This report Improving Reliability on Surface Transport Networks examines the extent to which appropriate levels of transport reliability are delivered, examining experience in each of the major ITF regions. With growing prosperity, consumers are increasingly mobile and demand higher quality transport services, for which reliable transport networks are central. Reliable trade connections within economies and between global partners are vital for the growing world economy. It is important to ensure there are efficient levels of reliability – neither too little nor too much.
The objective of this report is to provide policy makers with a framework for understanding reliability issues and for designing reliability management policies. The report has made significant progress in identifying methodology for incorporating improvements in reliability into project and policy evaluation, while exploring the pitfalls that need to be avoided.
Most of us face unreliable travel services in our daily lives, with unexpected delays leading us to miss a train or arrive late for school or work. Whether it be for social or business events or deliveries of goods, reliability is a key quality of movement. A review of policies in ITF/OECD countries shows, however, that few countries explicitly incorporate reliability into transport policy making. This report aims at providing policy makers with a framework for understanding reliability issues, for incorporating reliability into project assessment, and for designing reliability management policies.
Setting the Scene
This section provides an overview of the issue of reliability. First, there is a discussion of just what is meant by "reliability". Often unreliability is regarded as being synonymous with congestion, but they are different concepts and this is explained.
Monitoring Reliability as a Policy Signal
In the foregoing discussion, it was concluded that reliability in transport has become increasingly important to commerce and personal lifestyles. As a network provider, Government may be a pivotal player in delivering optimal levels of reliability. It is therefore appropriate to ask whether government have strategies for ensuring that optimality. The key factor in such policy strategies is to identify prevailing reliability levels. That is, monitoring reliability can provide a policy signal. This section considers broad reliability indicators that can guide policymakers and planners.
Incorporating Reliability into Cost-Benefit Analysis
A number of indicators were identified in the previous section that can be developed as policy signals to flag the need for possible government action on improving reliability. As discussed in Section 1, in the absence of direct pricing mechanisms for reliability, the cost-benefit analysis represents the best option for delivering optimal levels of reliability. Subsequent sections will review four main policy instruments for which cost-benefit analysis needs to be used.
Infrastructure Supply – Provision as a Policy Tool
This section reviews the principles of infrastructure provision to influence the level of network reliability. Options reviewed for improving reliability include supplementing capacity when reliability is undermined by heavy demand and setting cost-effective infrastructure standards. The capacity options include building new rail lines and adding an additional highway; examples of cost-effective capacity include technical standards for the materials to be used and hence affecting maintenance levels, renewal rates or robustness to natural disasters. The section then discusses the practicality of infrastructure provision as a policy tool to improve reliability.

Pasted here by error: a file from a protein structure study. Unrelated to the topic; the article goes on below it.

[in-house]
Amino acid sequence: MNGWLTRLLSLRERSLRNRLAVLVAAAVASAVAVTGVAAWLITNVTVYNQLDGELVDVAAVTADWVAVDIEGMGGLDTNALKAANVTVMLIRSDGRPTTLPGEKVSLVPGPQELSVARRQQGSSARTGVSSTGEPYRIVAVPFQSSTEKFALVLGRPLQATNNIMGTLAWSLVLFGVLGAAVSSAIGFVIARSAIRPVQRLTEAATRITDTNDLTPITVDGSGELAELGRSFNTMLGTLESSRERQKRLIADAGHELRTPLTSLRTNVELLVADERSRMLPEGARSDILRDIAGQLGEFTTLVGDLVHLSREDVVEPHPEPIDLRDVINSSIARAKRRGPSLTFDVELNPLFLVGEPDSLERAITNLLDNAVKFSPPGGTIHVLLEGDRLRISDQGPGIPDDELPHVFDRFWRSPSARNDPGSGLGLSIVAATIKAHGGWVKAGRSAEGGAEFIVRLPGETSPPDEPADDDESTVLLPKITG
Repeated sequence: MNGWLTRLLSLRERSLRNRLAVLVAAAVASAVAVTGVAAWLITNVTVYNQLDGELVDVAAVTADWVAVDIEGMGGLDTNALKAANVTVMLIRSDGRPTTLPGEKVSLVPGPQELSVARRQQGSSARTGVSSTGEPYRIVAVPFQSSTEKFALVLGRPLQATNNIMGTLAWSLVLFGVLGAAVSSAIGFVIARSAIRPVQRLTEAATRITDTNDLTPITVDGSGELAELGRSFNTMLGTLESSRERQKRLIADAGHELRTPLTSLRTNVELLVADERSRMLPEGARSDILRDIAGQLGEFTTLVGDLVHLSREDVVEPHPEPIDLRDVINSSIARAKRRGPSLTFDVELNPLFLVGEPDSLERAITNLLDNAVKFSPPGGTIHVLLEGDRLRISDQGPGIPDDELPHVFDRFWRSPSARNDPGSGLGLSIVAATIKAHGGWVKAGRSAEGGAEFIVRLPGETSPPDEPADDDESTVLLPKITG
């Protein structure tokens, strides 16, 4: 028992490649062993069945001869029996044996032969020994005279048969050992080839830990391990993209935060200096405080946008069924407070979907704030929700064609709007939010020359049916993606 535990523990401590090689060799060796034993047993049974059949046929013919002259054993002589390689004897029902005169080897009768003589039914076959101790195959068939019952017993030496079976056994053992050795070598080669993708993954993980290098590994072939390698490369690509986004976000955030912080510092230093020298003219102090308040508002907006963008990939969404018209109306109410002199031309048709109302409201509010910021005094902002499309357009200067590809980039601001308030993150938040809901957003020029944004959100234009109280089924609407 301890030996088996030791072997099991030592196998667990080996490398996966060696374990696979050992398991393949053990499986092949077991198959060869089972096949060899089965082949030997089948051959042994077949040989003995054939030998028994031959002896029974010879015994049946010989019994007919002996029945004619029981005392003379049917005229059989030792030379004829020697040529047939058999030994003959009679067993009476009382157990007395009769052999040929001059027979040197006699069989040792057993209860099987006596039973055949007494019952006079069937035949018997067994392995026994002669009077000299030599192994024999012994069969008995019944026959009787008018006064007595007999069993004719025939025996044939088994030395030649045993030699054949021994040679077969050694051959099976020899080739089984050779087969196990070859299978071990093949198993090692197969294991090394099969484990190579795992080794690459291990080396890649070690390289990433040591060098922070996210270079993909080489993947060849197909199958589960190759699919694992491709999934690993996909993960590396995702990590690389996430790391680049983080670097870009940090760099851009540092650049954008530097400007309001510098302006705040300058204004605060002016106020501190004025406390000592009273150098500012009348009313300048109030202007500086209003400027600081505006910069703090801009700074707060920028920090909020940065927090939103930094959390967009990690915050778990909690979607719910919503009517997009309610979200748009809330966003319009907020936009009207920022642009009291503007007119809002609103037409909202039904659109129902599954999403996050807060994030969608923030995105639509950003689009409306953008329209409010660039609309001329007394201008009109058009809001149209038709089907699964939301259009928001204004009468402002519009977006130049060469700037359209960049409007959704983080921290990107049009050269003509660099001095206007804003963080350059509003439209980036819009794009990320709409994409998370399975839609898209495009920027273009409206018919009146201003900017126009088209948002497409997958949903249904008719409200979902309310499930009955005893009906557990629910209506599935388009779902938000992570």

Influencing Supply – Management as a Policy Tool
This section reviews the principles of managing the network to influence the level of its reliability. Management options reviewed can be divided into two categories: pro-active and active. Pro-active management of infrastructure mainly includes identification of network vulnerability to recurrent and non-recurrent unreliability. Dynamic processes, in turn, focus on active management of network to intensify oversight of network use once a network incident arises; such management systems include traffic control, accident clearing teams and rerouting strategies. Further, this section also discusses delays faced in different types of interfaces, such as those between ports and hinterland connections, borders of organisational interfaces.
Pricing Networks to Optimise Reliability
This section reviews the principles of pricing for network use to influence the level of network reliability through demand management; and to supply differential levels of reliability reflecting granularity in user values of reliability. It has been noted, earlier, that reliability is often bundled with other attributes such as speed, convenience and cost, from which it can be very difficult to differentiate a separate market for reliability. Following on from this issue, this section considers how practical it is for pricing to deliver the levels of reliability consistent with diverse values placed on reliability.
Informing – Mitigating the Impacts of Unreliability
This section focuses on the role for information in mitigating the negative impacts of unreliability. Travel time reliability depends on the user’s expectation of travel time. This expectation can vary according to the information available. Developments in technology may make it increasingly costeffective to supply up-to-the-minute information to network users. Traffic information can be used by network users to adapt their behaviour at short notice.
Contributors to the Report
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